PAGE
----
April 13, 2012
Sliding down an icy sidewalk in stiletto heels, ricocheting off cars and fences, clutching my grandmother’s fur coat tightly around me, I came very close to seeing ROY LONEY (born 1946), backed by the Phantom Movers, on a Wisconsin winter night in 1979 or so. But when I reached the club’s threshold, I found it dark and deserted; the show had been cancelled. The drive back to my parents’ house in the suburbs, where I’d moved in a fit of pique after my landlord had the effrontery to raise my studio apartment’s rent from $175 to $200, was particularly long and cold.
There was another joke on me that night. My love for the Flamin’ Groovies’ Shake Some Action LP had propelled me down to the club. I knew Loney left the band he founded in 1965 with Cyril Jordan years before the jangly masterpiece debuted in 1976 (and sadly reached the cut-out bins not terribly long after). What I didn’t understand was that the Groovies with and without Loney were completely different forces of nature, a distinction that became crystal clear the first moment I dropped a needle on 1971’s Teenage Head LP. Instead of the later incarnation’s homage to the British Invasion, there’s rockabilly and country and blues. Loney’s vocals growl and cry throughout, from the sexually charged adolescent braggadocio of the title song, to the syncopated wistfulness of “Yesterday’s Numbers,” and all points in between.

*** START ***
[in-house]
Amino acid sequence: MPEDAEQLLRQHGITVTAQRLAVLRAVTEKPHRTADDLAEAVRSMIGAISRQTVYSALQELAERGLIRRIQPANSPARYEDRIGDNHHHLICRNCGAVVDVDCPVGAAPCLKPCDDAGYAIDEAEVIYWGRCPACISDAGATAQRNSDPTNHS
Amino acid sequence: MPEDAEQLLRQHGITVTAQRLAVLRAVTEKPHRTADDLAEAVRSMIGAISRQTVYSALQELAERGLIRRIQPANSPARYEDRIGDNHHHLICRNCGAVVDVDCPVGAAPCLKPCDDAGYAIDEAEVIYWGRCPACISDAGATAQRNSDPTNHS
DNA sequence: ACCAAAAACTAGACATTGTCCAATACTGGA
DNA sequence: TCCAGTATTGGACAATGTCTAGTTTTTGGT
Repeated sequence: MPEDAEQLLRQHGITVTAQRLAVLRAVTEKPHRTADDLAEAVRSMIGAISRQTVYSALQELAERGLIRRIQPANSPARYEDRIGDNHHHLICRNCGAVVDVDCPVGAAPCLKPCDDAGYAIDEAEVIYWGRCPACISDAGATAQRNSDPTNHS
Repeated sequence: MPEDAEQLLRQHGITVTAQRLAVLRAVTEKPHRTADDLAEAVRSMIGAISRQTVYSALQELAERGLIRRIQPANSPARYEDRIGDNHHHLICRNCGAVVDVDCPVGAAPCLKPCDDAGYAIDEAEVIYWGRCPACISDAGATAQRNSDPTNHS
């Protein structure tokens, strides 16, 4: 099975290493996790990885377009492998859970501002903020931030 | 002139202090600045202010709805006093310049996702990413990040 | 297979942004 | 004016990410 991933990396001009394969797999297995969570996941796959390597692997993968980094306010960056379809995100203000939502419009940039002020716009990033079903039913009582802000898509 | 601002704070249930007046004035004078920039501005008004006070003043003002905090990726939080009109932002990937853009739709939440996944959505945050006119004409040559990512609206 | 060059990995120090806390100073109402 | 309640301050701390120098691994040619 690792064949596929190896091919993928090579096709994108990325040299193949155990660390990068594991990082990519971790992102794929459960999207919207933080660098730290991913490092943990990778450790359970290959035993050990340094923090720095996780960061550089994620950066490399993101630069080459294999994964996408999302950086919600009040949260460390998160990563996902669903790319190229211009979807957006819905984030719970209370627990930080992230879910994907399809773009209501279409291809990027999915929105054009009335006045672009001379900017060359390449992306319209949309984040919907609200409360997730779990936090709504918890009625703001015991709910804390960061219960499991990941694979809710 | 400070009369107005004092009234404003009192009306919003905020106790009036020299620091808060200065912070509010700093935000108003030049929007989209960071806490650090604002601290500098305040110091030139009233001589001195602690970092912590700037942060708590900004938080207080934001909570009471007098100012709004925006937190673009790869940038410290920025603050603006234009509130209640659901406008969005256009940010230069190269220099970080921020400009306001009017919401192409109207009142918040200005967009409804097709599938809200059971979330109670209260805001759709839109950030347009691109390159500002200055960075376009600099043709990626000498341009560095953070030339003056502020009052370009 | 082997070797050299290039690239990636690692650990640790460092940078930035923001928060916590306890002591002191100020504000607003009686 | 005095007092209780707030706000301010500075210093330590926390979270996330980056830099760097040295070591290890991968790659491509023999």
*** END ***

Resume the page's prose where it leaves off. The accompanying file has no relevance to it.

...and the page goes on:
In the words of Flamin’ Groovies superfan Miriam Linna, it’s “what the Rolling Stones would have sounded like if they’d sworn their allegiance to the sound and style of Sun Records instead of Chess.”
READ MORE about members of the Blank (1944-53) Generation.